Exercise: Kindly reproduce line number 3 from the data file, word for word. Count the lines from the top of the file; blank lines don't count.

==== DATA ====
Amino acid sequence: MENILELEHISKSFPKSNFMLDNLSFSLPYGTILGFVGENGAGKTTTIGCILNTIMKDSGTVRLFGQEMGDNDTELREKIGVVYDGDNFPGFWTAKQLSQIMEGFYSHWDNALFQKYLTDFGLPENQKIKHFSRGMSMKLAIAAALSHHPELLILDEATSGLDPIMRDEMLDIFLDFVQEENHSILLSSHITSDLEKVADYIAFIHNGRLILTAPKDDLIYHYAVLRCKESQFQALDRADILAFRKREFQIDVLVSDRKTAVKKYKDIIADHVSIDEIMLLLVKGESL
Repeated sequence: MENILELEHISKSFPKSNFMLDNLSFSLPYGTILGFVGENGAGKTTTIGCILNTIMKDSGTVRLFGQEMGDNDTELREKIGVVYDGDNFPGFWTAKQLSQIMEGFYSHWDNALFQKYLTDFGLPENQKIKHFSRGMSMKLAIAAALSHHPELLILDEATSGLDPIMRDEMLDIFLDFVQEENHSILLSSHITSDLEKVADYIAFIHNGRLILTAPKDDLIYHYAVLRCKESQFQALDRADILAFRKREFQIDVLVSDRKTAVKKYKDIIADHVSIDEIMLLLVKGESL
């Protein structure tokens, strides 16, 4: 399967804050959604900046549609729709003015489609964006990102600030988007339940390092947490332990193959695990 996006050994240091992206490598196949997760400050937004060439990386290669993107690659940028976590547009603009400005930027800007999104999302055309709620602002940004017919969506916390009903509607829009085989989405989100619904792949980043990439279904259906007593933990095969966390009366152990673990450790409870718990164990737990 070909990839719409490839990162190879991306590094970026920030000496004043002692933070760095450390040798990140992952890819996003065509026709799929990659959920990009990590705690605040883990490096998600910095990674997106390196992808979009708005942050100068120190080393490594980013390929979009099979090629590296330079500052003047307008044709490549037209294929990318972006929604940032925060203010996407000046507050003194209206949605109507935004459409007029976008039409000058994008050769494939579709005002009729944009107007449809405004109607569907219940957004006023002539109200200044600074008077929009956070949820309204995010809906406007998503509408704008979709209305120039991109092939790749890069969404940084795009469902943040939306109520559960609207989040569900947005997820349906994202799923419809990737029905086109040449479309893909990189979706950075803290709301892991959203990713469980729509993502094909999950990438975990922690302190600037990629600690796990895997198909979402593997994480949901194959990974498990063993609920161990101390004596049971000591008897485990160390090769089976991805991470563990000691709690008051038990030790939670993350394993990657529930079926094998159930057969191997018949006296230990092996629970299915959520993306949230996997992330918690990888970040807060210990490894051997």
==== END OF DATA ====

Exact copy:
């Protein structure tokens, strides 16, 4: 399967804050959604900046549609729709003015489609964006990102600030988007339940390092947490332990193959695990 996006050994240091992206490598196949997760400050937004060439990386290669993107690659940028976590547009603009400005930027800007999104999302055309709620602002940004017919969506916390009903509607829009085989989405989100619904792949980043990439279904259906007593933990095969966390009366152990673990450790409870718990164990737990 070909990839719409490839990162190879991306590094970026920030000496004043002692933070760095450390040798990140992952890819996003065509026709799929990659959920990009990590705690605040883990490096998600910095990674997106390196992808979009708005942050100068120190080393490594980013390929979009099979090629590296330079500052003047307008044709490549037209294929990318972006929604940032925060203010996407000046507050003194209206949605109507935004459409007029976008039409000058994008050769494939579709005002009729944009107007449809405004109607569907219940957004006023002539109200200044600074008077929009956070949820309204995010809906406007998503509408704008979709209305120039991109092939790749890069969404940084795009469902943040939306109520559960609207989040569900947005997820349906994202799923419809990737029905086109040449479309893909990189979706950075803290709301892991959203990713469980729509993502094909999950990438975990922690302190600037990629600690796990895997198909979402593997994480949901194959990974498990063993609920161990101390004596049971000591008897485990160390090769089976991805991470563990000691709690008051038990030790939670993350394993990657529930079926094998159930057969191997018949006296230990092996629970299915959520993306949230996997992330918690990888970040807060210990490894051997």